Error variability affects the after effects following motor learning of lateral balance control during walking in people with spinal cord injury

Jui Te Lin, Chao Jung Hsu, Weena Dee, David Chen, William Zev Rymer, Ming Wu*

*Corresponding author for this work

Research output: Contribution to journalArticlepeer-review

5 Scopus citations

Abstract

People with incomplete spinal cord injury (iSCI) usually show impairments in lateral balance control during walking. Effective interventions for improving balance control are still lacking, probably due to limited understanding of motor learning mechanisms. The objective of this study was to determine how error size and error variability impact the motor learning of lateral balance control during walking in people with iSCI. Fifteen people with iSCI were recruited. A controlled assistance force was applied to the pelvis in the medial-lateral direction using a customized cable-driven robotic system. Participants were tested using 3 conditions, including abrupt, gradual, and varied forces. In each condition, participants walked on a treadmill with no force for 1 min (baseline), with force for 9 min (adaptation), and then with no force for additional 2 min (post-adaptation). The margin of stability at heel contact (MoS_HC) and minimum value moment (MoS_Min) were calculated to compare the learning effect across different conditions. Electromyogram signals from the weaker leg were also collected. Participants showed an increase in MoS_Min (after effect) following force release during the post-adaptation period for all three conditions. Participants showed a faster adaptation and a shorter lasting of after effect in MoS_Min for the varied condition in comparison with the gradual and abrupt force conditions. Increased error variability may facilitate motor learning in lateral balance control during walking in people with iSCI, although a faster learning may induce a shorter lasting of after effect. Error size did not show an impact on the lasting of after effect.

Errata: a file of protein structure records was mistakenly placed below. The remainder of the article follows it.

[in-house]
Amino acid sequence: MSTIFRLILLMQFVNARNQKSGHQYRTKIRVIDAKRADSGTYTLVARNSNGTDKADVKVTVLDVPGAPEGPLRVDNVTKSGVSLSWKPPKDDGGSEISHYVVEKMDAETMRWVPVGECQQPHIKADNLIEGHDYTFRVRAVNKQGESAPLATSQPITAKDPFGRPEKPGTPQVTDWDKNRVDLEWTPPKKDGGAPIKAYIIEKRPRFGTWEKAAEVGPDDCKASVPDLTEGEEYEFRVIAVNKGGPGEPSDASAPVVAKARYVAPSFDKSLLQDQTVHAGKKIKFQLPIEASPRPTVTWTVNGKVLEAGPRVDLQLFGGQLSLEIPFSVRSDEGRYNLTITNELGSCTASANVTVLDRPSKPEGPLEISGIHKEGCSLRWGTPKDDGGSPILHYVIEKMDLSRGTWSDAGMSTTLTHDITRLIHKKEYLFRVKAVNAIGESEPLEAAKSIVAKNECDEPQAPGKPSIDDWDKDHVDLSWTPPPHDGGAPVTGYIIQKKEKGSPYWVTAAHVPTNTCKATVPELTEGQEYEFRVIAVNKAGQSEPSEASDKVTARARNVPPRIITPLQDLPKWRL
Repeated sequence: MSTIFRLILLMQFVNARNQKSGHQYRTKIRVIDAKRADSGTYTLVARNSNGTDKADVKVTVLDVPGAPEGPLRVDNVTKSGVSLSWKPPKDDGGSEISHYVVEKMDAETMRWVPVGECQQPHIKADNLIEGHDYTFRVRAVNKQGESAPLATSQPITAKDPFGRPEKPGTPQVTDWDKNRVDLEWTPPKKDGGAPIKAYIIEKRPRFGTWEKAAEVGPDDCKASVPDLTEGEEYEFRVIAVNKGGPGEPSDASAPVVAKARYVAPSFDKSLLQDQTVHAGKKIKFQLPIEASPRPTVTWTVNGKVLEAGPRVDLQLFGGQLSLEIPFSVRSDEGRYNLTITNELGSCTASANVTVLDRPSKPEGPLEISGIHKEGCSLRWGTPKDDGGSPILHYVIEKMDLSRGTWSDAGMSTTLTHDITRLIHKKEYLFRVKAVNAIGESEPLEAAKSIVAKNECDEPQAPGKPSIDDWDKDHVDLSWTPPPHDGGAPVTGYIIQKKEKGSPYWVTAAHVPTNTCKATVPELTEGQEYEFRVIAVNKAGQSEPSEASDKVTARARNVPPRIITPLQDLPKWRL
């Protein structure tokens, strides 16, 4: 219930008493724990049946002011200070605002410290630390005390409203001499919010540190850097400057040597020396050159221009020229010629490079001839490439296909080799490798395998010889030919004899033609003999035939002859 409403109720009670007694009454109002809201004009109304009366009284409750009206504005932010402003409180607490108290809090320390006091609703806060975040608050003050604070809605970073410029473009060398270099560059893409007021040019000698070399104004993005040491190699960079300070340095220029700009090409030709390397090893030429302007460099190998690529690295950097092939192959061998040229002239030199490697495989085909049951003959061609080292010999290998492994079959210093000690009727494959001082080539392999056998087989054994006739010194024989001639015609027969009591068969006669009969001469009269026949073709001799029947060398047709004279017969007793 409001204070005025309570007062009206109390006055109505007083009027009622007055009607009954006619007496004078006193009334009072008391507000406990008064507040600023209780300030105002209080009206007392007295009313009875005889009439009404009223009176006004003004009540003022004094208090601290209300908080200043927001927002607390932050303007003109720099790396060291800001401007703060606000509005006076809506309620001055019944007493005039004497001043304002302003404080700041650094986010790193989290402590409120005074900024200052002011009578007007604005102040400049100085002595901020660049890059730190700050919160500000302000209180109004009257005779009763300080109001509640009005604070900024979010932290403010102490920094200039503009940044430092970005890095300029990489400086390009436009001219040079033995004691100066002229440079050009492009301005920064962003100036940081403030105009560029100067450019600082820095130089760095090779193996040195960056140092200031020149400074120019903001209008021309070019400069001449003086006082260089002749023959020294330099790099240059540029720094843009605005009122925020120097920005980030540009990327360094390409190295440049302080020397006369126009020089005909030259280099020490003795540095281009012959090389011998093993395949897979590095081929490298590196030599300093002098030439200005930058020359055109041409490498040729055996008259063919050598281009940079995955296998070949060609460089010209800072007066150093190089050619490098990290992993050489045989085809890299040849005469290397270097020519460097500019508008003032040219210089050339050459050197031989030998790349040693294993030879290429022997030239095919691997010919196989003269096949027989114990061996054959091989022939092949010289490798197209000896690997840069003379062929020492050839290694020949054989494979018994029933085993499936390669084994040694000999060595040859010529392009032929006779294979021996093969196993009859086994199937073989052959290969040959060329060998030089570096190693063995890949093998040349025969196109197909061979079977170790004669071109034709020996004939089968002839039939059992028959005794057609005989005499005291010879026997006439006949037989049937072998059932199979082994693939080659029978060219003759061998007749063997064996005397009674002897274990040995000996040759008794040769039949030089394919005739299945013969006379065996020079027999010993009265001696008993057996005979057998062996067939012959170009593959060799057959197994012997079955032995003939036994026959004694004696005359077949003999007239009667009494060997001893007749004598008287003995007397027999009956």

Original languageEnglish (US)
Pages (from-to)3221-3234
Number of pages14
JournalEuropean Journal of Neuroscience
Volume50
Issue number8
DOIs
StatePublished - Oct 1 2019

Keywords

  • error size
  • error variability
  • lateral balance
  • motor adaptation
  • pelvis assistance
  • spinal cord injury

ASJC Scopus subject areas

  • Neuroscience(all)

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